An exploratory study of food in destination marketing

STALMIRSKA, Anna (2017). An exploratory study of food in destination marketing. Doctoral, Sheffield Hallam University.

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Link to published version:: https://doi.org/10.7190/shu-thesis-00083
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    Abstract

    While food, as an element of culture, is increasingly being used in many destination marketing strategies, most research on food-related tourism marketing has been conducted from the demand-side focusing on food-related visitor experiences. Moreover, most research in this domain has been dominated by Asian perspectives, neglecting emerging Western destinations. Considering these shortcomings, the overarching aim of this PhD study was to explore the use of food in destination marketing in selected destinations in Yorkshire, England, to address this gap in knowledge, and to develop recommendations for destination marketers and other industry stakeholders to assist in planning and utilising food as a cultural resource more effectively at the destination level. The research strategy was based on an embedded single-case study with multiple units of analysis: four destination marketing organisations (DMOs) at regional and local levels. During the first stage of the data collection process, a qualitative content analysis of DMO websites was undertaken to explore how food was used in the current marketing strategies. This approach enabled the researcher to evaluate textual and visual information used to represent food on the official DMO websites at regional and local levels. The second stage involved semi-structured interviews with DMO representatives and “industry experts” and aimed to seek deeper insights into the use of food in destination marketing strategies. The findings indicate that food in destination marketing is an area in which DMOs are increasingly active, but in which there is considerable variance. This is visible in the changing and evolving nature of the English cuisine, but also in the differences which were identified in the marketing of food in rural and urban destinations reflecting both cultural heterogenisation and homogenisation. Moreover, this study found that despite the increasing use of “local” food in destination marketing, there is a lack of consensus over what counts as “local”. Accordingly, this study proposes four key dimensions representing different perceptions and judgments about what counts as “local”, as indicated in this study by interview participants as well as the review of the literature. In addition, this study identified the changing nature of DMOs and destination marketing as well as numerous challenges that DMOs face in delivering value to consumers and stakeholders. In particular, in view of the increasingly important role of food, this study has identified the activities of cooperation and networking among and between public and private sectors as pre-requisites to the effective implementation of food in destination marketing activities.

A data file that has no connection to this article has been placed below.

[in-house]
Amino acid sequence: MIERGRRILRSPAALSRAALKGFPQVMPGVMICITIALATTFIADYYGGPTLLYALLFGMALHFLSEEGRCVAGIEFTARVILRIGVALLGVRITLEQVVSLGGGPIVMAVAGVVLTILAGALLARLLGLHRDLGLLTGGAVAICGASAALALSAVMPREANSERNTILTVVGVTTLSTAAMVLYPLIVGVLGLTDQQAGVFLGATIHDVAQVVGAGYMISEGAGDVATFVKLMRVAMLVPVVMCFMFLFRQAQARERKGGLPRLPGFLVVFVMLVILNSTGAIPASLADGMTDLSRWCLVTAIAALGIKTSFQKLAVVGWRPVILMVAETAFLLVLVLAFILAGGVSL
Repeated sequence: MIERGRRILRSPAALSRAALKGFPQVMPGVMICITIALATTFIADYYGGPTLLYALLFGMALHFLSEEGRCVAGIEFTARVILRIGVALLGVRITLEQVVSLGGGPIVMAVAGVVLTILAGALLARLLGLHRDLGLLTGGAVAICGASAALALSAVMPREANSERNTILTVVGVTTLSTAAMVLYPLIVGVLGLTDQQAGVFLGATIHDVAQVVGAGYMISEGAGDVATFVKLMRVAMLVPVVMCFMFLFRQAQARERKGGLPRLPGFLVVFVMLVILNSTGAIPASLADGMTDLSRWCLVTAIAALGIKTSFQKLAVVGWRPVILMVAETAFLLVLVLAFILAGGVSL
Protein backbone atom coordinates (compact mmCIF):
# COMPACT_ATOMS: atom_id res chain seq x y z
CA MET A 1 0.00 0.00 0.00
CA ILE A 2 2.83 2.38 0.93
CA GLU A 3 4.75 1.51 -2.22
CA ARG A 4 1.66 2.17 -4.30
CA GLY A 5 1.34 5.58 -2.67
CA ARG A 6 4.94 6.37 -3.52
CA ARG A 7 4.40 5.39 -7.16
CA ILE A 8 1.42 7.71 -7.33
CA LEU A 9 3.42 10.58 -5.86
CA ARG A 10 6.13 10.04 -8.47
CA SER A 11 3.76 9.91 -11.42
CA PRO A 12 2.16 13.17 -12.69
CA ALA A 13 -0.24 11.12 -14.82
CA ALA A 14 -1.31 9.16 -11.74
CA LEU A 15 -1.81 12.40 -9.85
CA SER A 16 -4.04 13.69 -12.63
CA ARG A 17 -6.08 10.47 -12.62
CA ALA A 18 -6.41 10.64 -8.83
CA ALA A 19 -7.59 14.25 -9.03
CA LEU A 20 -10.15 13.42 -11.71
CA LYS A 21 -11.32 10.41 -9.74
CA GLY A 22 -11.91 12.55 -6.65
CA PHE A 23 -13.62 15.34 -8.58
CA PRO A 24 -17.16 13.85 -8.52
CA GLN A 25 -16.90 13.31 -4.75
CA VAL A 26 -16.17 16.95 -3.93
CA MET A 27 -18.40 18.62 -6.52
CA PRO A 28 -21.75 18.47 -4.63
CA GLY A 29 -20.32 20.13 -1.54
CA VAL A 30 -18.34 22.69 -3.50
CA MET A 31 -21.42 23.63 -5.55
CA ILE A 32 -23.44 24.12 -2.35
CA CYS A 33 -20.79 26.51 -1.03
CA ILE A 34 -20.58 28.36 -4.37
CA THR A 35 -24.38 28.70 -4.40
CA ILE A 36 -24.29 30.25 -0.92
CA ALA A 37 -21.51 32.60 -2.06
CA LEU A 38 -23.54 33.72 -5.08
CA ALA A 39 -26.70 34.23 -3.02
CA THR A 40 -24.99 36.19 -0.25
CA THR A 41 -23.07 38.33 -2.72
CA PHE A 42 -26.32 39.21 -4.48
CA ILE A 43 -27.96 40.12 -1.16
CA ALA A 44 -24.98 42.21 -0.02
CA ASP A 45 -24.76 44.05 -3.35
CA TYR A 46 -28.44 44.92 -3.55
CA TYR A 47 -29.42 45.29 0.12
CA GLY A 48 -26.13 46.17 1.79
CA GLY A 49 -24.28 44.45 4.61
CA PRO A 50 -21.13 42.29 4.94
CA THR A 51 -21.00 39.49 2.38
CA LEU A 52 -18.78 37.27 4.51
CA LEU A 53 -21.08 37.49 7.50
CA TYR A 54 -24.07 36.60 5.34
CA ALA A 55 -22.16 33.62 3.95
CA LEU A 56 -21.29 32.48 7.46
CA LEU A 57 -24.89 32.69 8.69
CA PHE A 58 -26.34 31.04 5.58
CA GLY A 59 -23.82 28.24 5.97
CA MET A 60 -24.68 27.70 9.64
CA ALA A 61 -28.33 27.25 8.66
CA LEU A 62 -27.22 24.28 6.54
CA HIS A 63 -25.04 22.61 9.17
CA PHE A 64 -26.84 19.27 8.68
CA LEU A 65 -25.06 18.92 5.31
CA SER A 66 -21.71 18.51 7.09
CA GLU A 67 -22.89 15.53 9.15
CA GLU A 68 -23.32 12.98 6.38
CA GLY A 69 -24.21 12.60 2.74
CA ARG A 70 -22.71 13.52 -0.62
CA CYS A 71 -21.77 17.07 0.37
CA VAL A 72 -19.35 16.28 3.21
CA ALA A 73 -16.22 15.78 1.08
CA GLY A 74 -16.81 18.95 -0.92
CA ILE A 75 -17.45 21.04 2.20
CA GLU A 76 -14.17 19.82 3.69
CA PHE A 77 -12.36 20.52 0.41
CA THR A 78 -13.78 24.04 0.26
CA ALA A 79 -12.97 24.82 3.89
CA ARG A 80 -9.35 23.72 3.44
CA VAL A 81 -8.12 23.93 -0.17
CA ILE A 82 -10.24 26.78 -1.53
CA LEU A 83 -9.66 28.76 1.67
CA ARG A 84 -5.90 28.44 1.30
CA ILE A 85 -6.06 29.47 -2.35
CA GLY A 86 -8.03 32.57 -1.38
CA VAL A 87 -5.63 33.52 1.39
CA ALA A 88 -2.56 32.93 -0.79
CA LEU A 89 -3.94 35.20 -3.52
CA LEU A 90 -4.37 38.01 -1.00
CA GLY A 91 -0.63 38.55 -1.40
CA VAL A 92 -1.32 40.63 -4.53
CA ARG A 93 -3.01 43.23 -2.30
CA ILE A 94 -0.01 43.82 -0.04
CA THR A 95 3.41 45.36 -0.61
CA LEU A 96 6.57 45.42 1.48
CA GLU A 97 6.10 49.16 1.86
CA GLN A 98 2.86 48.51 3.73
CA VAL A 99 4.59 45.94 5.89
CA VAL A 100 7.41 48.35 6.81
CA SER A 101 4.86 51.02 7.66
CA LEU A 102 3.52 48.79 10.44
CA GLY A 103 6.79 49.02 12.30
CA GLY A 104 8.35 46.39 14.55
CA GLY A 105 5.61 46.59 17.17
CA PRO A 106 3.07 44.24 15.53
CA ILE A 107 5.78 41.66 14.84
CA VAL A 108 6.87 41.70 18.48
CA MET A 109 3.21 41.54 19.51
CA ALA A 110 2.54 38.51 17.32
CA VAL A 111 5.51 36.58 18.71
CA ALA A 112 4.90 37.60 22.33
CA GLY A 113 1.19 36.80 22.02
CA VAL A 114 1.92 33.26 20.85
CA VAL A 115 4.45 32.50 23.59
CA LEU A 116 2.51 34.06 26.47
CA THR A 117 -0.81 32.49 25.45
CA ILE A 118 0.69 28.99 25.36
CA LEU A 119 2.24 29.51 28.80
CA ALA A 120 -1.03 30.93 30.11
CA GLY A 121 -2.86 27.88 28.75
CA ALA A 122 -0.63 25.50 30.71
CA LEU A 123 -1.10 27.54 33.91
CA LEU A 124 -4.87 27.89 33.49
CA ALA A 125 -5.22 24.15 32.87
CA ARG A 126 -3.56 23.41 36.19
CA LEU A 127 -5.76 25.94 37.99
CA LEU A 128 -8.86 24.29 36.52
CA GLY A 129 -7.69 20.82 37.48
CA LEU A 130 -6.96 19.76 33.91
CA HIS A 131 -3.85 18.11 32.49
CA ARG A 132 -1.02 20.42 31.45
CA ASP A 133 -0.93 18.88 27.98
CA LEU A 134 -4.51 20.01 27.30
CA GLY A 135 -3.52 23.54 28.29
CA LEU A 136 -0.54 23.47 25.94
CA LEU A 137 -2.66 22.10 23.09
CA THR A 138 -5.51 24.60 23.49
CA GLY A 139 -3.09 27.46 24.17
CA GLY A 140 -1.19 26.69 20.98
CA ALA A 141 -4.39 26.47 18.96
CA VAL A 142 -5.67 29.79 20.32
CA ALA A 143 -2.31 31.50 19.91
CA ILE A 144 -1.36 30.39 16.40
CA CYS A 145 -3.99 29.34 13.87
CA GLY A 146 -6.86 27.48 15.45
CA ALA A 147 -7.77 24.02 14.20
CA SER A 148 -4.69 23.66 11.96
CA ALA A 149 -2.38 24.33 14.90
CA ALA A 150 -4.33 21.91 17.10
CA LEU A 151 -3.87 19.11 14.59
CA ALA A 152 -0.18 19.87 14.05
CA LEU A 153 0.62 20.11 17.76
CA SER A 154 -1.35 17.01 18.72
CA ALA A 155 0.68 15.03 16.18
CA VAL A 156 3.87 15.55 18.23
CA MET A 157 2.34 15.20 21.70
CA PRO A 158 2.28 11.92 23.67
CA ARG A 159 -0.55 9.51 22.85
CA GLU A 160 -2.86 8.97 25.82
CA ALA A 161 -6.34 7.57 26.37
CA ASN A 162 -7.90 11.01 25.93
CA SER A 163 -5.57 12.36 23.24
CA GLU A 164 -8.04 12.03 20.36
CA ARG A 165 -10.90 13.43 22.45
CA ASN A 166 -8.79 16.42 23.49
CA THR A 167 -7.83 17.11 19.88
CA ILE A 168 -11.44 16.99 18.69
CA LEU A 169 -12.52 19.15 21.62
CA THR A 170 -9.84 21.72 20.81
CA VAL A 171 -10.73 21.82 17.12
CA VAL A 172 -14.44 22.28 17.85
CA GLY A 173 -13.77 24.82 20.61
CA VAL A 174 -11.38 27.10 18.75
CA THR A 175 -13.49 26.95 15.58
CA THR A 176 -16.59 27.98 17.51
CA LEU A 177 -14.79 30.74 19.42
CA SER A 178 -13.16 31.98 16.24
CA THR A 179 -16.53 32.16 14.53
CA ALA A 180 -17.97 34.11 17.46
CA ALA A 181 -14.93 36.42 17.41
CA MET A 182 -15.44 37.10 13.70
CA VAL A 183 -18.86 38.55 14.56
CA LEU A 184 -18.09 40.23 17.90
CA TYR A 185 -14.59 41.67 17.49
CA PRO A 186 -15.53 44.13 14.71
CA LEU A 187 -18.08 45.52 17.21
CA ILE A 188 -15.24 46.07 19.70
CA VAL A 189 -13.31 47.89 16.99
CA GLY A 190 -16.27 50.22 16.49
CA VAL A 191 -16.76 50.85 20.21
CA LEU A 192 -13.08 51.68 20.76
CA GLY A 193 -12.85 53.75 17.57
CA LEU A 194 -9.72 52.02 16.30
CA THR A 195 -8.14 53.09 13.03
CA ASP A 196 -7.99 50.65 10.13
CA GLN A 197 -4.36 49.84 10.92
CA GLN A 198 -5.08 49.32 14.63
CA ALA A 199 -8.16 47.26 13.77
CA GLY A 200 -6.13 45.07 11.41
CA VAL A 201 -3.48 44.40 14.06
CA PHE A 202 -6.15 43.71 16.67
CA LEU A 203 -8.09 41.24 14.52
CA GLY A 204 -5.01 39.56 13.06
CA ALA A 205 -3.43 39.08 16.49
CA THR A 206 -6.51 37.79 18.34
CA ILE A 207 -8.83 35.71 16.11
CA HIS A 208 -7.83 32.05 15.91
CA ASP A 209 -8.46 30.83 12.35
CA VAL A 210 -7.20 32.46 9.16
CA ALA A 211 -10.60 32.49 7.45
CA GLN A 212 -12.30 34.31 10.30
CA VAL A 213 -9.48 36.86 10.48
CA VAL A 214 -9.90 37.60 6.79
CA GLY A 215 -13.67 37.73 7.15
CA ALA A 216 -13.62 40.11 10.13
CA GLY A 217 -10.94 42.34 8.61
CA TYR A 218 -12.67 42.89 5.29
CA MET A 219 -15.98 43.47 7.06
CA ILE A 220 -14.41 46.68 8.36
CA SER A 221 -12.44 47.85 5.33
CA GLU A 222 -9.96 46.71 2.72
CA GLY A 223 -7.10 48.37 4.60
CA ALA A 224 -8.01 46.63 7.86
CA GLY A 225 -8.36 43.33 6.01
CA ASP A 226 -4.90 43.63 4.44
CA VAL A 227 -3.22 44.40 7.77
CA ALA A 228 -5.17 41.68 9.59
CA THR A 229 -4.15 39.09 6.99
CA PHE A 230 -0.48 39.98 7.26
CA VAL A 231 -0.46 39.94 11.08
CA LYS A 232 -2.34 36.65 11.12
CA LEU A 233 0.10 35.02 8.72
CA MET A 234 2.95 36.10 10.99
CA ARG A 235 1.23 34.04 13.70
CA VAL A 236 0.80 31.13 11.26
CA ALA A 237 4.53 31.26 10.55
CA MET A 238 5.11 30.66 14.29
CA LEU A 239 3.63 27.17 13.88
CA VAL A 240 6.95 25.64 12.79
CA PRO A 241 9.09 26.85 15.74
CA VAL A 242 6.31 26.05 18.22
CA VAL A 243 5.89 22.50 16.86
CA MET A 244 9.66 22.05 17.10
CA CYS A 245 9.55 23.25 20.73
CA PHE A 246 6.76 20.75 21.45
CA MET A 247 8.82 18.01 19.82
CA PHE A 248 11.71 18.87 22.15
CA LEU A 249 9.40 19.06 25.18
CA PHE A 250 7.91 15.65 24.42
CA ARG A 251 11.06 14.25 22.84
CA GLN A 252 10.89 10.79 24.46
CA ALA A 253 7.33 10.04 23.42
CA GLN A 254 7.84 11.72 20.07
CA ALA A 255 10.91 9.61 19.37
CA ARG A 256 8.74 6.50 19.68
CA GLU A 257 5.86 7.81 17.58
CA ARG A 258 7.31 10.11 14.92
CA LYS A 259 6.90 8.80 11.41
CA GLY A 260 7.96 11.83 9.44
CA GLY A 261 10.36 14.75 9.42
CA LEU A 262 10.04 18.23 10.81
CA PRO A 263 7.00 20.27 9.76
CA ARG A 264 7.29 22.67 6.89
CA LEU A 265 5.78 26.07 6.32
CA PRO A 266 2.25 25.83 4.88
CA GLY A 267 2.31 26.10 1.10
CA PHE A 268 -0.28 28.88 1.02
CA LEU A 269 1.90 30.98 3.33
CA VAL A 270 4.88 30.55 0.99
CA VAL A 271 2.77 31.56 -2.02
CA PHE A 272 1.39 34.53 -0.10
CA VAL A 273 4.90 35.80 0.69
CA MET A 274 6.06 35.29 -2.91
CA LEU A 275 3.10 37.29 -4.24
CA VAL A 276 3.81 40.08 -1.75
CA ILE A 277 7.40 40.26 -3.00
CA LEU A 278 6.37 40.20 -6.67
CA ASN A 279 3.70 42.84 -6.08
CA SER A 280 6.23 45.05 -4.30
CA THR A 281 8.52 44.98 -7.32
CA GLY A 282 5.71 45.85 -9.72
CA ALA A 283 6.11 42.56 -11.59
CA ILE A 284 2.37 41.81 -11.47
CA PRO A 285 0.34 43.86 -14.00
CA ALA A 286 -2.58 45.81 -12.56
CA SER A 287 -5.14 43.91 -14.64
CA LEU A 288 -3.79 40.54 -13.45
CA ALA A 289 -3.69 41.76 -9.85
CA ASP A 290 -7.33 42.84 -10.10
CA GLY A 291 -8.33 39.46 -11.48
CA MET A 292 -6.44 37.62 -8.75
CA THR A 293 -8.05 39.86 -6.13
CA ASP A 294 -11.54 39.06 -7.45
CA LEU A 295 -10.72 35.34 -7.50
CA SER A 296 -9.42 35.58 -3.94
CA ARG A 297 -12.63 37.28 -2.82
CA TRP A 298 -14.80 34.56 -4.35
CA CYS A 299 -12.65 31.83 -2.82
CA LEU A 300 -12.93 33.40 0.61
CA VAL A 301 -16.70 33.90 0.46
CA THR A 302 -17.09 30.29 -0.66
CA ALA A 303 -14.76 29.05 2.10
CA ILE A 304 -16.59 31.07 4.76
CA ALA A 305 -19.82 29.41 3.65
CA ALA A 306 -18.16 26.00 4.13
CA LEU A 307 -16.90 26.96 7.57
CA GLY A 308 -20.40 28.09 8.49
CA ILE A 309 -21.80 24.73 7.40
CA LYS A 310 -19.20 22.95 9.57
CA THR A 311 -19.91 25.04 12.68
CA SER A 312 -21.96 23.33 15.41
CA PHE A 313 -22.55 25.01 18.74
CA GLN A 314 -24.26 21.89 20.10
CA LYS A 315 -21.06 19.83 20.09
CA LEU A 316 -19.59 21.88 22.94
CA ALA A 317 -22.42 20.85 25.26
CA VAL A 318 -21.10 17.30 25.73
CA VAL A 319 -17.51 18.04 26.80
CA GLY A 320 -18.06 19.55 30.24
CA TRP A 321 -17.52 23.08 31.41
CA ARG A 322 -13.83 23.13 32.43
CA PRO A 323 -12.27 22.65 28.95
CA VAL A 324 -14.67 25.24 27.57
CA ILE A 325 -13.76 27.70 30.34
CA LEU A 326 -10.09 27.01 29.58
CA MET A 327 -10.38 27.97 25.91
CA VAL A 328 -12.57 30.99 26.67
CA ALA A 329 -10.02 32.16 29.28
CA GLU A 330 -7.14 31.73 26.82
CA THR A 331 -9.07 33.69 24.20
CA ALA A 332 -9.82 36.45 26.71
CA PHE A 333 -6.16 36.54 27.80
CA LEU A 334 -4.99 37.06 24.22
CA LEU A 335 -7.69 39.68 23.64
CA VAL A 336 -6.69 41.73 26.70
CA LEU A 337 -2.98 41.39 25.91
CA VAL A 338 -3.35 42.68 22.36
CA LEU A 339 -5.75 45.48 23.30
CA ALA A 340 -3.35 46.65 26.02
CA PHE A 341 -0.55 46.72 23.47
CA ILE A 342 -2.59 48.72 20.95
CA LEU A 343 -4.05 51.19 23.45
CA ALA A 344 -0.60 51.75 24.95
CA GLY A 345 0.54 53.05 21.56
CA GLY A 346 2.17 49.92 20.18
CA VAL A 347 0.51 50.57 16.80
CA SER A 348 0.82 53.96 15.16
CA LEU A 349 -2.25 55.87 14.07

Item Type: Thesis (Doctoral)
    Additional Information: Director of Studies: Dr Peter Whalley. Supervisor: Dr Paul Fallon
    Research Institute, Centre or Group - Does NOT include content added after October 2018: Sheffield Hallam Doctoral Theses
    Identification Number: https://doi.org/10.7190/shu-thesis-00083
    Depositing User: Hilary Ridgway
    Date Deposited: 12 Jul 2018 09:03
    Last Modified: 31 Jul 2019 11:45
    URI: http://shura.shu.ac.uk/id/eprint/21927

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